The human genome has revealed over 20,000 expressed proteins, known as the proteome, which are the workhorses of human life and perform all manner of critical cellular functions. These proteins, however, do not work in isolation, but by interaction with each other and with other biomolecules, thereby forming a complex network of interactions known as the interactome. This intricate network consists of all interactions involving hundreds of thousands of protein-protein and other biomolecular complexes. Irregularities in the functioning of the interactome, e.g. through environment-induced miscommunication or mutation-induced alterations to the proteome are responsible for many diseases, which is why it is important to understand how the interactome works at the atomic level.

Why is this project particularly interesting for BioExcel?

There are two main challenges associated with understanding the interactome:

  • Adding the structural dimension to possibly hundreds of thousands of interactions between protein-protein and other biomolecular complexes

  • Predicting what the interactome (the network) looks like given the knowledge of the proteome (the building blocks of the network), which requires predicting the affinity of the complexes involved


What are we doing in BioExcel?

The first challenge will require running massive amounts of independent docking runs in parallel, all generating large numbers of files. The second challenge will require all-vs-all docking of the network components and prediction of their binding affinity, e.g. using parallel molecular dynamics simulation. Doing so in an efficient manner and achieving the project goals will require efficient usage of high-throughput (HTC) and high-performance computing (HPC) including on Exascale resources, and efficiently handling and analysing large amounts of data.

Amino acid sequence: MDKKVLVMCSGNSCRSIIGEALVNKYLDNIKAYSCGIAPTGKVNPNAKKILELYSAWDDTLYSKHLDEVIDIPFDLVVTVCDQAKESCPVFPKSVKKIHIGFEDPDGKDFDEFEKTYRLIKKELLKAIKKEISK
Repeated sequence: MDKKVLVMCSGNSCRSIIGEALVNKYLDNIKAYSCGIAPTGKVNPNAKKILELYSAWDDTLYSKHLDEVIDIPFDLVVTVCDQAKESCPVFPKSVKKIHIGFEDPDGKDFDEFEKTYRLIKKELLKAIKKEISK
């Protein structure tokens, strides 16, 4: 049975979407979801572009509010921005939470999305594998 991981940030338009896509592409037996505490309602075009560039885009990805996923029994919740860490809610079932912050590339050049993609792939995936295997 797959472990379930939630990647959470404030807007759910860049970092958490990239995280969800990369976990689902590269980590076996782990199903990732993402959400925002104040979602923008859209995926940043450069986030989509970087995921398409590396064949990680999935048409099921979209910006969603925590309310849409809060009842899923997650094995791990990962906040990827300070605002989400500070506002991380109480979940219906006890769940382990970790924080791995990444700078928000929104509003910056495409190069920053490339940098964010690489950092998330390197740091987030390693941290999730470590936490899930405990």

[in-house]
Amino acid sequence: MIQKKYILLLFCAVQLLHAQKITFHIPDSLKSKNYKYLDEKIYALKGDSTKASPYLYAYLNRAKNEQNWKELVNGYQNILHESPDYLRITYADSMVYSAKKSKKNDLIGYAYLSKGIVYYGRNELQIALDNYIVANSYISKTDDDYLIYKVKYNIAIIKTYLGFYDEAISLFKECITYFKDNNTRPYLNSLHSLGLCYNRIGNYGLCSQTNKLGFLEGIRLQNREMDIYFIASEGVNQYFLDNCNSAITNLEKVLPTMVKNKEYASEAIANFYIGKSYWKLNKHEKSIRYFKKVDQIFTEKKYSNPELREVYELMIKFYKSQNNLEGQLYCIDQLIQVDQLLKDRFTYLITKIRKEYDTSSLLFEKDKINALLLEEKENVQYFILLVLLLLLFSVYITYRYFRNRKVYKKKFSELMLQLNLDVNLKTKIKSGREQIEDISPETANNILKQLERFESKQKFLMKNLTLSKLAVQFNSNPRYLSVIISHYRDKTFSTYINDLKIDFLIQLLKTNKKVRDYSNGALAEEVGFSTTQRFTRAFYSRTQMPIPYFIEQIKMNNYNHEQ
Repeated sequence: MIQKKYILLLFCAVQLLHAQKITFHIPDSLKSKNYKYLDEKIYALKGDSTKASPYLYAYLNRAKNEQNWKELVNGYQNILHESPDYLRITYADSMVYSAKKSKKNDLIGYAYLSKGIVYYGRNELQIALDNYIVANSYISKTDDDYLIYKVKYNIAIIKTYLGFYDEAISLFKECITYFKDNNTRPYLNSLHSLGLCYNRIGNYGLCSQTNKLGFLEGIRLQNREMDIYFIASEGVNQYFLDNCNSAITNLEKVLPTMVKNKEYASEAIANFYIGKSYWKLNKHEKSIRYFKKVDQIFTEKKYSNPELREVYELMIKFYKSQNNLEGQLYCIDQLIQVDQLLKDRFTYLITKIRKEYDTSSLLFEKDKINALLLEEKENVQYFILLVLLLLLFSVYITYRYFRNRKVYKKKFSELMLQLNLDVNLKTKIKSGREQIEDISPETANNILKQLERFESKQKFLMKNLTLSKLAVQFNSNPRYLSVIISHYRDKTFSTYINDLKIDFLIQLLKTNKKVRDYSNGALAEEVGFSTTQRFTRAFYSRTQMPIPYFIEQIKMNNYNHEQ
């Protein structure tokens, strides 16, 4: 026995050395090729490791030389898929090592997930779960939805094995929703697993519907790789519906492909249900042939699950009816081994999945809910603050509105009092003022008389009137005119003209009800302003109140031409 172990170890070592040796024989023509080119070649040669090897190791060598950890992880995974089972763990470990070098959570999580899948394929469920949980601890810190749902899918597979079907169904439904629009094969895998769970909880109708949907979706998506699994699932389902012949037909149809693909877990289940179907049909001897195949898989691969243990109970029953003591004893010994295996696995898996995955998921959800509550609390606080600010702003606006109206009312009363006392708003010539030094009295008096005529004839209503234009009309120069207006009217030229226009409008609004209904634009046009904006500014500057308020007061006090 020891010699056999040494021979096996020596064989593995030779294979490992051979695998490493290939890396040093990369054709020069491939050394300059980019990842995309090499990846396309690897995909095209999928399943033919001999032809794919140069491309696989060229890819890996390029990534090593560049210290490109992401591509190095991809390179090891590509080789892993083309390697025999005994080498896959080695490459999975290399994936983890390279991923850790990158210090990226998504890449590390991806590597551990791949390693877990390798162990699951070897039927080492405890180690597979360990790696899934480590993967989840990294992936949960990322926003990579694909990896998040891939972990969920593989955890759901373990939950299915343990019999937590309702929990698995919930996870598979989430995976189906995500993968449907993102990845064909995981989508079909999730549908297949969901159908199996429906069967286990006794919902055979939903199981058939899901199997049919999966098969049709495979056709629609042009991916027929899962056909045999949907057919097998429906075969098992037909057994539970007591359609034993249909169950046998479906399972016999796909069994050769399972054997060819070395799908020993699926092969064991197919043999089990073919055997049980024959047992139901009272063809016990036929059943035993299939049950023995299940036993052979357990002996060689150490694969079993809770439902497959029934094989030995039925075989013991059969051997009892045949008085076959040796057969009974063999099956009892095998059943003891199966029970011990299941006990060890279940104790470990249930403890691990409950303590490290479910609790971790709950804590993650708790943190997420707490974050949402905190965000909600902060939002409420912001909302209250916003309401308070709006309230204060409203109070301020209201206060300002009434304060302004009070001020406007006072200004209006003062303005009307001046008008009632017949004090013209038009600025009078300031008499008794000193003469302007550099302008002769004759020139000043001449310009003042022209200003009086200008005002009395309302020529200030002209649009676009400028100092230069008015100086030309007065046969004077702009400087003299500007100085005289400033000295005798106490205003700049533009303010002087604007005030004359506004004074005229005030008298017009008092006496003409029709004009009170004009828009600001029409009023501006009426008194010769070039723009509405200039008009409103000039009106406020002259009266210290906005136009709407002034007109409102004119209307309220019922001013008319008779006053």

These challenges will not be met exclusively by using HTC resources through the HADDOCK portal. We intend to modularize HADDOCK to decouple pre- and post-processing steps from the bulk of the computing to allow for the development of custom and efficient workflows that can be executed on HPC resources for the purpose of Exascale modelling of interactomes.

Both challenges will also benefit from current advances in AI and deep learning approaches for identification of near-native models from a large pool (e.g. from docking or other modelling methods) and the prediction of the binding affinity of those complexes.

Developments related to this project are also expected to benefit the antibody-antigen modelling project. Containerization of workflow modules is expected to facilitate deployment on HTC and HPC resources and on the in-house computational infrastructure of pharma companies.


Utrecht University